Dear editor,

 On April 5 we have the opportunity to elect an outstanding young man who combines his passion for education with impeccable credentials. Scott Rochelle, a second-generation graduate of ETHS, received his bachelor’s degree in English from Morehouse College. He earned his law degree and a master’s from the University of Illinois in educational policy. He is an attorney specializing in education policies, including truancy and special education. 

The only child of two Evanston educators, Scott recalls dinner table conversation as he was growing up that revolved around education. Scott supports merit pay raises for teachers, as well as the need to serve students who go directly to college and those who begin their careers immediately after graduation. He believes in the “spirit” of the plan to make the freshman humanities course an all-levels class, but believes that we must have the best and most experienced teachers for those classes. He says the new plan is a challenging experiment that school districts across the nation will watch. 

 Scott was in honors courses at ETHS and knows that the fine education he acquired there has served him well in his career. He does not want to sacrifice the high academic standards of Evanston Township High School!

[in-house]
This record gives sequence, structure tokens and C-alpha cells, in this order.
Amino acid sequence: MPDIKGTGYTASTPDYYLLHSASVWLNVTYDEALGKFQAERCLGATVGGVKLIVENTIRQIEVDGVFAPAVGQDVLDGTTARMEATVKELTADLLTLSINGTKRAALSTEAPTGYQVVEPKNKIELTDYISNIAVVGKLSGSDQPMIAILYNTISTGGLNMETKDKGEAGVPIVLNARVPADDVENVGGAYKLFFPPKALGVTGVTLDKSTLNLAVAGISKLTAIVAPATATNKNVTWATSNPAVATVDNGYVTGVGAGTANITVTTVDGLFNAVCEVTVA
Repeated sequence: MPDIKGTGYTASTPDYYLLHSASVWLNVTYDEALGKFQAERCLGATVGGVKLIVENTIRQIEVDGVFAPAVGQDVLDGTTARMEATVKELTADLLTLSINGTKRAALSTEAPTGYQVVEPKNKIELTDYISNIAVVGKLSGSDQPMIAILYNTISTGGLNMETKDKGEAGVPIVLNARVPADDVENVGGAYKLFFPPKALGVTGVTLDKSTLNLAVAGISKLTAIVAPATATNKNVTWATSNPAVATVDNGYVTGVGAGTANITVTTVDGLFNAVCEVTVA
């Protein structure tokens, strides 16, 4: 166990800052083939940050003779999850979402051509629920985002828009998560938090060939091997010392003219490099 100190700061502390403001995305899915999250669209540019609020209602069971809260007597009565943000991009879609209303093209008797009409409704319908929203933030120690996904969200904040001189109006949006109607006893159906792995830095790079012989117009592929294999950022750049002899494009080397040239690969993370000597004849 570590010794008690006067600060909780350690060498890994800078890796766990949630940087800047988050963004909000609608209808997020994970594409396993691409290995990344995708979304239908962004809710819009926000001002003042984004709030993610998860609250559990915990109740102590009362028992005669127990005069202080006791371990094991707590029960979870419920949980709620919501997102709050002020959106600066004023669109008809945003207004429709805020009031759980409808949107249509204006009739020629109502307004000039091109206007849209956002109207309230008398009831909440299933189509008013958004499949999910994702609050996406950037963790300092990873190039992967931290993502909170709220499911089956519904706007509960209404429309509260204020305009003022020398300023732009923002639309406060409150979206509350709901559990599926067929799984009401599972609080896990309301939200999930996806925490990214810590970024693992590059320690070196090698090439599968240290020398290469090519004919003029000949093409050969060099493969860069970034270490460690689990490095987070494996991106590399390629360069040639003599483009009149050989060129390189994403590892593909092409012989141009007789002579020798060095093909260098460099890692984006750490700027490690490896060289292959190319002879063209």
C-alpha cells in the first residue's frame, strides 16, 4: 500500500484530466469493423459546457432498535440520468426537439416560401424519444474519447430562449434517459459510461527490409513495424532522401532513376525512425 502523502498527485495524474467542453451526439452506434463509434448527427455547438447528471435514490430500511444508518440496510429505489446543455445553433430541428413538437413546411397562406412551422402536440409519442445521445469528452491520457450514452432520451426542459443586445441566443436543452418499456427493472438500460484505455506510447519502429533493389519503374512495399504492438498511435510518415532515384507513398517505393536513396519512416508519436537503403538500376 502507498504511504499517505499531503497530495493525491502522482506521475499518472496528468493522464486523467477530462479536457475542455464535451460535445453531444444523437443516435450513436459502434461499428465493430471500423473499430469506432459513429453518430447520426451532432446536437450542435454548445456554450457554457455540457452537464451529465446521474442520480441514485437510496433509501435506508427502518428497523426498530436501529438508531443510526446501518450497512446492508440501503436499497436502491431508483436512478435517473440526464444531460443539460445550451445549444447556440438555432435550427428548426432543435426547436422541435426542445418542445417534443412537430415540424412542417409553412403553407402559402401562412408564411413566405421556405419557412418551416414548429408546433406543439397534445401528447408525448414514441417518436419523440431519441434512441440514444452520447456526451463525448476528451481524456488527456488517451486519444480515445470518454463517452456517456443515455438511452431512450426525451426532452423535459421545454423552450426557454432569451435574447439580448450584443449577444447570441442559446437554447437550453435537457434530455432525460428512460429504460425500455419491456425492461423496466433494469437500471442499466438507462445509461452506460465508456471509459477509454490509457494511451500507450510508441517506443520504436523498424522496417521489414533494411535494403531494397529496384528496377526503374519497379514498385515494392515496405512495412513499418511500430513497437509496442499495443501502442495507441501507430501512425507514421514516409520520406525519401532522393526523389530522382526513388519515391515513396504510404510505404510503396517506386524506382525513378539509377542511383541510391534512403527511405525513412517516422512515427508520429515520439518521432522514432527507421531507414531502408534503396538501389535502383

Because I have spent many years working with Evanston youth as founder and former executive director of the Youth Job Center, I know the importance of a student’s experience in high school.  If Scott Rochelle is elected to the school board,  I have hopes for more fairly AND appropriately integrated classes, more emphasis on skills with which one can earn a living after high school and more guidance for those who don’t have parents who are able to help them apply for college. 

 In addition, my work with many ETHS graduates has shown me the need for certain standards of achievement that should be met by all students prior to graduation. Evanston Township is an excellent high school in which students can acquire a top-notch education. That standard should be maintained, but the school board and staff must work to make a quality education a reality for a higher percentage of students.

 My knowledge of Scott Rochelle’s abilities, youthful energy and commitment, in addition to his being African American, thus sensitive to Evanston’s diversity issues, make me believe we are very lucky he is interested in serving on the school board. I urge you to give him your vote April 5.

Ann Jennett